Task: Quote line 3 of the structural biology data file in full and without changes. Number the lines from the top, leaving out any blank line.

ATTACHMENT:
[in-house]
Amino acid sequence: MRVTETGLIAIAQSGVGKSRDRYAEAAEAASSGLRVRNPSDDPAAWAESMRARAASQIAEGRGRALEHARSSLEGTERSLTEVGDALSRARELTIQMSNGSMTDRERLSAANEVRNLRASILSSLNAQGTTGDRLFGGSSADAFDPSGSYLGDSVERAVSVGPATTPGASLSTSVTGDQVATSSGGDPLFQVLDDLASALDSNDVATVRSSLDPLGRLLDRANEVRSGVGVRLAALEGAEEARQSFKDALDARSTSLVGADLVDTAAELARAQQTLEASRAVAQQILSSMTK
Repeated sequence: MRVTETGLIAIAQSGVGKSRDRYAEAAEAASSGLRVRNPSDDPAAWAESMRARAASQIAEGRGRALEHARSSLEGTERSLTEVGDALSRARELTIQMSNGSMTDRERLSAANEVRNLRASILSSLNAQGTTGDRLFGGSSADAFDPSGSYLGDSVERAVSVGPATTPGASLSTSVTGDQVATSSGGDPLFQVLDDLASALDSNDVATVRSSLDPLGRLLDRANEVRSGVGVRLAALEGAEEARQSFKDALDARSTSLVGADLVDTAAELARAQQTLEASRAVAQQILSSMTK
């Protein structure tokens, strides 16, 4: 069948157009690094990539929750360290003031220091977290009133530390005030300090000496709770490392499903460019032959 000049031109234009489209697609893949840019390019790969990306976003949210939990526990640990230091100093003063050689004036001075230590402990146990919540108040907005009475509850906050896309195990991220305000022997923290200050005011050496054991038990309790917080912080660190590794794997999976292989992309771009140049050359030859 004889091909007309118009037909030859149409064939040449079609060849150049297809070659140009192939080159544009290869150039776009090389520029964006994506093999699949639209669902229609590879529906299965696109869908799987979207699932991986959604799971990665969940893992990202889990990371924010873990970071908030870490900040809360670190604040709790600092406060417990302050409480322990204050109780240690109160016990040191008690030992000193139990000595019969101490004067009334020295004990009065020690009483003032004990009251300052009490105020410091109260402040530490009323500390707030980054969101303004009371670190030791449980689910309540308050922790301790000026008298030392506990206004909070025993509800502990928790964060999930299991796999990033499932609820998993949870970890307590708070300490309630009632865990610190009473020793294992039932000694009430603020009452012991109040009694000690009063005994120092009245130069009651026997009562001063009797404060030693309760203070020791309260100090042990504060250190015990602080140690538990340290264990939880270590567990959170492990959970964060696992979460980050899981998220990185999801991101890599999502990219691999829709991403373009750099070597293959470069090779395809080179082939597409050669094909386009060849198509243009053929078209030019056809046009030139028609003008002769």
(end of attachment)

Repeated sequence: MRVTETGLIAIAQSGVGKSRDRYAEAAEAASSGLRVRNPSDDPAAWAESMRARAASQIAEGRGRALEHARSSLEGTERSLTEVGDALSRARELTIQMSNGSMTDRERLSAANEVRNLRASILSSLNAQGTTGDRLFGGSSADAFDPSGSYLGDSVERAVSVGPATTPGASLSTSVTGDQVATSSGGDPLFQVLDDLASALDSNDVATVRSSLDPLGRLLDRANEVRSGVGVRLAALEGAEEARQSFKDALDARSTSLVGADLVDTAAELARAQQTLEASRAVAQQILSSMTK